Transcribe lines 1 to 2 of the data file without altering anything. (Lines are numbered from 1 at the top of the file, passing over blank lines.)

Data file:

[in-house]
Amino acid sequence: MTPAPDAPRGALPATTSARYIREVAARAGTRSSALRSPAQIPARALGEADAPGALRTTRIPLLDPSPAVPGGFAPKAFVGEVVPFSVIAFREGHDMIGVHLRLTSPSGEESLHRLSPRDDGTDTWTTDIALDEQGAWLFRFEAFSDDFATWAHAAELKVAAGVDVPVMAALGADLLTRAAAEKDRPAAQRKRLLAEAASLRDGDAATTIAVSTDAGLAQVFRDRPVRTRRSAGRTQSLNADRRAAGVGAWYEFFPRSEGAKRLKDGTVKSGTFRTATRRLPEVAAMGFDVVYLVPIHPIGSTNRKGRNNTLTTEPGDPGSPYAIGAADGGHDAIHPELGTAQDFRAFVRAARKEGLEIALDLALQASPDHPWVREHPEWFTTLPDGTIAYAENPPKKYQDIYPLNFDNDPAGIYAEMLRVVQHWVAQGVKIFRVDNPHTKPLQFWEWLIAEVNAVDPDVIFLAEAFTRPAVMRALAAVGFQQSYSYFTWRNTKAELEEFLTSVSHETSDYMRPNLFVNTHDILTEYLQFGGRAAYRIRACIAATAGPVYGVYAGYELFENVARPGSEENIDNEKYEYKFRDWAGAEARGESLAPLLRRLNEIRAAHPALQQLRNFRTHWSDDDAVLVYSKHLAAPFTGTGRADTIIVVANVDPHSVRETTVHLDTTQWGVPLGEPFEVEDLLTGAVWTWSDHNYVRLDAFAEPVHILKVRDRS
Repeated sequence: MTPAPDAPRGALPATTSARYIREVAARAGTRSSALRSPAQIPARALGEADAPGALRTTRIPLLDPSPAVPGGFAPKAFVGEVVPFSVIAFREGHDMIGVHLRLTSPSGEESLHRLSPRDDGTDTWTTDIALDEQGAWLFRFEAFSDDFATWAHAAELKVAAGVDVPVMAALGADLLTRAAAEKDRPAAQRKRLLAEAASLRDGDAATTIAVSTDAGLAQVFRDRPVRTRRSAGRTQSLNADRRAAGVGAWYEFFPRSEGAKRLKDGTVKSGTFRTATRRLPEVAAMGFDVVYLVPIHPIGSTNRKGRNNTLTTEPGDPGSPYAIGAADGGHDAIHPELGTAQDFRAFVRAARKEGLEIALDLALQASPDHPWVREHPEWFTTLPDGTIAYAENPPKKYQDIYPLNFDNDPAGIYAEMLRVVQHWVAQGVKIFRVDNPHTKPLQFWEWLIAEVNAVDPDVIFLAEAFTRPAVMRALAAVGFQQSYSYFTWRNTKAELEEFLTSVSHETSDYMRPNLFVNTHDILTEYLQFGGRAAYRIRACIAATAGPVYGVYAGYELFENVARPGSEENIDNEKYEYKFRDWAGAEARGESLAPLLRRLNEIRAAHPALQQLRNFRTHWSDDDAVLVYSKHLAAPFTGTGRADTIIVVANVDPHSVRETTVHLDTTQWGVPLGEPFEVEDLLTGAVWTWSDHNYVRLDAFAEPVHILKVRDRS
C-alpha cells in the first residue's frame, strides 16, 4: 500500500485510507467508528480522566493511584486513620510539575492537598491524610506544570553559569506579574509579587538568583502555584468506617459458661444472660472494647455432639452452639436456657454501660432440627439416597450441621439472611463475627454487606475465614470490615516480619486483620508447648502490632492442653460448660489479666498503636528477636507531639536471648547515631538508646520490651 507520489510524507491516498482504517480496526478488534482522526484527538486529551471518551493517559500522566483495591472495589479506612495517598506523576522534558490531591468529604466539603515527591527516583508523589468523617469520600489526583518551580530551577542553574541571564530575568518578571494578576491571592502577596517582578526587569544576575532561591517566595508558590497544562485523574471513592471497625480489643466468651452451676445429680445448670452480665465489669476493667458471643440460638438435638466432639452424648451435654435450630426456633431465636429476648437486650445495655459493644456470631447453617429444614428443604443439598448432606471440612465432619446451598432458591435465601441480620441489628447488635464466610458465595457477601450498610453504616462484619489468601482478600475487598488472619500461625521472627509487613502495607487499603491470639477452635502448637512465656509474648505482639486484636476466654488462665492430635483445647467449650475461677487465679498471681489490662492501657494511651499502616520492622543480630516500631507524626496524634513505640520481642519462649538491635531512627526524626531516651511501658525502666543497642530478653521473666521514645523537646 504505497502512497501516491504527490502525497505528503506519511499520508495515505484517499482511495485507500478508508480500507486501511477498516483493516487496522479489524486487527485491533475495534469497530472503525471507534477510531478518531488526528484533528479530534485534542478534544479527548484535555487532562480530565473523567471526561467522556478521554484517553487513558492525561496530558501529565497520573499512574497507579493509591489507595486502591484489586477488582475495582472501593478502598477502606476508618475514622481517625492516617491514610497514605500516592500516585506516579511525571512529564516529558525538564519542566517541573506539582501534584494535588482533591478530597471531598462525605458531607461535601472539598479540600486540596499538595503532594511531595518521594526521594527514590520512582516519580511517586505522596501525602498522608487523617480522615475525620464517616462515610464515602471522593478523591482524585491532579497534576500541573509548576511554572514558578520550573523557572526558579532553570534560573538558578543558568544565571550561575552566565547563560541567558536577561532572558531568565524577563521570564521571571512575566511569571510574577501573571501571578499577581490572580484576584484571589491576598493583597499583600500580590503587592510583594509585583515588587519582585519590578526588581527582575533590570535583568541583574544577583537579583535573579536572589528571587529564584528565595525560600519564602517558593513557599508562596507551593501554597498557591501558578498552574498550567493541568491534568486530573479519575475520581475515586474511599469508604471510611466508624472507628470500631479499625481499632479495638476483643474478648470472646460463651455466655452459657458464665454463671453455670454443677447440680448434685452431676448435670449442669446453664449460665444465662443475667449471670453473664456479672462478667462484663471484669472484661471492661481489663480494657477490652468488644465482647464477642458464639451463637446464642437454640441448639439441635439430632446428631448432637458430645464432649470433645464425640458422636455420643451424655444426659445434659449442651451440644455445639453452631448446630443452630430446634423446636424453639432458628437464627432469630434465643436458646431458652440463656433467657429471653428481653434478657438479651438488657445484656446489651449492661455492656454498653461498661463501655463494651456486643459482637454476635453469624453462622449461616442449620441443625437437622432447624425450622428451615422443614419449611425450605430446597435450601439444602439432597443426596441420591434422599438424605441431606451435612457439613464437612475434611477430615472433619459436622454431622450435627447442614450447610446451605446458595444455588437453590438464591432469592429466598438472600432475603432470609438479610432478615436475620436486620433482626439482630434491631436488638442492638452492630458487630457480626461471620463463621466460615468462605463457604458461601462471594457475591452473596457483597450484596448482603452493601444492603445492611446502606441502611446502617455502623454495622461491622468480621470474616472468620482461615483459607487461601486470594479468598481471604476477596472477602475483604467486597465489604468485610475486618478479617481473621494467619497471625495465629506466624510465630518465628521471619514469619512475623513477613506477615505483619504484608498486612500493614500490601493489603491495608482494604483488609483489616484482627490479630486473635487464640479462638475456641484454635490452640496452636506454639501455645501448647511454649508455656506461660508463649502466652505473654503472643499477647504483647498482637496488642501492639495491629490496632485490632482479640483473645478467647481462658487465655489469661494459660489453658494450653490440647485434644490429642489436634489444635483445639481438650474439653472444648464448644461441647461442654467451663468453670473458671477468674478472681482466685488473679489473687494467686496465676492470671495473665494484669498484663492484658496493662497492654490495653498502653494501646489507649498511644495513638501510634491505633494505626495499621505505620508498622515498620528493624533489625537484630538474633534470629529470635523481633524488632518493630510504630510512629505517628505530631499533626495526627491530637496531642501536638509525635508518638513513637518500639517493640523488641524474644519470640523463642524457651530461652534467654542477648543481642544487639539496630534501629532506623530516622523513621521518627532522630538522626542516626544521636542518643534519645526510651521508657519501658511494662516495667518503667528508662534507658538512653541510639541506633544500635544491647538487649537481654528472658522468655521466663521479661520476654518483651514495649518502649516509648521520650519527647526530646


[in-house]
Amino acid sequence: MTPAPDAPRGALPATTSARYIREVAARAGTRSSALRSPAQIPARALGEADAPGALRTTRIPLLDPSPAVPGGFAPKAFVGEVVPFSVIAFREGHDMIGVHLRLTSPSGEESLHRLSPRDDGTDTWTTDIALDEQGAWLFRFEAFSDDFATWAHAAELKVAAGVDVPVMAALGADLLTRAAAEKDRPAAQRKRLLAEAASLRDGDAATTIAVSTDAGLAQVFRDRPVRTRRSAGRTQSLNADRRAAGVGAWYEFFPRSEGAKRLKDGTVKSGTFRTATRRLPEVAAMGFDVVYLVPIHPIGSTNRKGRNNTLTTEPGDPGSPYAIGAADGGHDAIHPELGTAQDFRAFVRAARKEGLEIALDLALQASPDHPWVREHPEWFTTLPDGTIAYAENPPKKYQDIYPLNFDNDPAGIYAEMLRVVQHWVAQGVKIFRVDNPHTKPLQFWEWLIAEVNAVDPDVIFLAEAFTRPAVMRALAAVGFQQSYSYFTWRNTKAELEEFLTSVSHETSDYMRPNLFVNTHDILTEYLQFGGRAAYRIRACIAATAGPVYGVYAGYELFENVARPGSEENIDNEKYEYKFRDWAGAEARGESLAPLLRRLNEIRAAHPALQQLRNFRTHWSDDDAVLVYSKHLAAPFTGTGRADTIIVVANVDPHSVRETTVHLDTTQWGVPLGEPFEVEDLLTGAVWTWSDHNYVRLDAFAEPVHILKVRDRS